Divorce can be an emotionally and financially draining experience. It’s often a difficult and complicated process to navigate, legally, practically, and emotionally. While it’s vital to consult an experienced divorce lawyer to help you navigate the divorce process, understanding how that process works can help you to make better decisions during this critical period of transition.
In Colorado, marital assets are divided between the two parties involved in a divorce settlement according to the principle of equitable distribution. It is based on the idea that all marital property should be divided fairly – though not necessarily equally – between spouses. Under equitable distribution, a court considers each spouse’s contributions during marriage as well as any other relevant factors such as length of the marriage or each party’s respective age at the time of separation. The courts will also consider whether either party was responsible for any premarital debt or if one spouse has more income than another.
The process of equitable distribution can be complex and overwhelming, especially for those just starting out with their divorce proceedings. If you’re facing this situation, it may help to have information about what equitable distribution means and how it could affect your life after divorce so that you can make informed decisions about your future finances and lifestyle needs.
Determining Separate vs. Marital Property
When deciding how to divide your assets, the court will first have to determine what is separate property and what is marital property. Separate property belongs to only one individual and is most often an asset or debt owned before marriage, an inheritance, or something given as a gift during marriage from someone other than their spouse.
For example, if one spouse purchased a house before getting married, in most cases that house would remain theirs and not be subject to equitable distribution upon divorce. However, this can become tricky if, for instance, marital assets were used to maintain the home.
Marital property is typically assets or debts acquired while the couple was married or any gifts given by them to each other during the marriage. It can also refer to anything that was acquired during the course of the marriage with joint funds or labor performed by either party regardless of who holds title on an item.
For instance, if a couple opened a savings account when they got married and used it for family vacations over the years then those funds would become part of their marital estate and subject to equitable distribution upon divorce. This would likely be the case even if only one person contributed to the joint savings account or even if only one person’s name was on the account.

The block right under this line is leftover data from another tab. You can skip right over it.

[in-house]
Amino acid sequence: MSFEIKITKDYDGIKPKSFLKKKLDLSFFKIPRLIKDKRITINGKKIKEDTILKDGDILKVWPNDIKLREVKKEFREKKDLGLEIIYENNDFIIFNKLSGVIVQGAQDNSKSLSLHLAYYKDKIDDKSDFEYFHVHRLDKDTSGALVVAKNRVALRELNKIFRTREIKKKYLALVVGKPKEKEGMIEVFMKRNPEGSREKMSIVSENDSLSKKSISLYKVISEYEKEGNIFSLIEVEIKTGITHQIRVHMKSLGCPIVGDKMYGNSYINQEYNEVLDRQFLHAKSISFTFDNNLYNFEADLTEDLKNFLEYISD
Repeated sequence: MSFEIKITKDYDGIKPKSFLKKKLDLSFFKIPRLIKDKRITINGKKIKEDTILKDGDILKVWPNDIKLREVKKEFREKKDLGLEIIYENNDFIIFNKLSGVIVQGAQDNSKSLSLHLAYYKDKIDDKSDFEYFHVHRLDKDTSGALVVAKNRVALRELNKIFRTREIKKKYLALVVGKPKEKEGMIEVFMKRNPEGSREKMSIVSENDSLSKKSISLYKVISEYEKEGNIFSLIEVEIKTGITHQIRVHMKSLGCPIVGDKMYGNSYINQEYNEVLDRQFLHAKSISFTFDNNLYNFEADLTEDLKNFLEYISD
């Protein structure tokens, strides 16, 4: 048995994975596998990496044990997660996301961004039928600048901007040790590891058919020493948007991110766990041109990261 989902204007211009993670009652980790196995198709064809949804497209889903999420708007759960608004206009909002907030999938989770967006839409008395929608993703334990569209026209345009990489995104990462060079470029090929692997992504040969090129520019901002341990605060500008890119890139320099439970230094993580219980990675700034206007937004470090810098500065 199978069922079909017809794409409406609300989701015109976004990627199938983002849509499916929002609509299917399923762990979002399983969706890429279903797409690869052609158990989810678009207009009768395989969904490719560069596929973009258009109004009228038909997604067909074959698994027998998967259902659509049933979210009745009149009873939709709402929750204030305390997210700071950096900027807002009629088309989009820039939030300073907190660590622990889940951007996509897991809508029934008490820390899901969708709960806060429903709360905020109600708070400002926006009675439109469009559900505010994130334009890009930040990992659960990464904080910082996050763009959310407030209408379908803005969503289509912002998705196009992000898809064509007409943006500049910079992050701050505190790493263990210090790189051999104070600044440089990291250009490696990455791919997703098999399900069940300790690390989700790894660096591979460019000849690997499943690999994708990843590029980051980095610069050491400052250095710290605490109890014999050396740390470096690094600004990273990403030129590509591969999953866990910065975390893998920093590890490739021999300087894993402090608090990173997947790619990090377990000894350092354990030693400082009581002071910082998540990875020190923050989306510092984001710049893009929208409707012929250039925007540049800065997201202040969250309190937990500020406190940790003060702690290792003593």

How Do Colorado Courts Determine What is Fair?
Determining what might be a fair division of a couple’s marital assets can be a difficult endeavor. In order to ensure that each party receives their fair share in the divorce settlement, the court must take into account all relevant factors. According to Colorado Revised Statute § 14-10-113, these factors can include:
- The contribution of each spouse to the acquisition of the marital property, including the contribution of a spouse as homemaker
- The value of the property set apart to each spouse
- The economic circumstances of each spouse at the time the division of property is to become effective, including the desirability of awarding the family home or the right to live therein for reasonable periods to the spouse with whom any children reside the majority of the time
- Any increases or decreases in the value of the separate property of the spouse during the marriage or the depletion of separate property for marital purposes
For instance, the court can consider any pre-marital debt and who was responsible for incurring it. They can also consider whether one spouse has more income than another. They may also look at each spouse’s contributions during marriage when deciding on an equitable division of assets.
For example, if one spouse stayed home with the children while the other worked full-time, then they may award the homemaker spouse a larger portion of shared financial resources due to their additional uncompensated labor contribution over the years.
It’s important to remember that judges have wide discretion when considering what is equitable under state law. They are required to make sure that any decision reflects fairness between parties involved, but this means that there isn't necessarily a formulaic approach used when dividing assets.
How Clawson & Clawson, LLP Can Help
Navigating the complex process of equitable distribution and ensuring that you receive your fair share in a divorce settlement can be a daunting task. At the end of the day, it’s important to remember that each divorce case is unique, and it is to your benefit to consult an experienced divorce attorney who can help you navigate this process.
Our team of family law attorneys at Clawson & Clawson, LLP have years of experience dealing with all aspects of marital property division in Colorado divorces. We are dedicated to working closely with our clients to ensure their interests are well represented throughout the entire process so they can get the best possible outcome.
Whether it’s negotiating settlements through mediation or litigating disputes over asset division in court, we offer comprehensive legal services for those going through a divorce in Colorado. Don’t go through this difficult time alone – we are here to help you so you can move forward with your life.
Contact us online or call us at (719) 602-5888 to schedule a consultation to discuss your case in detail.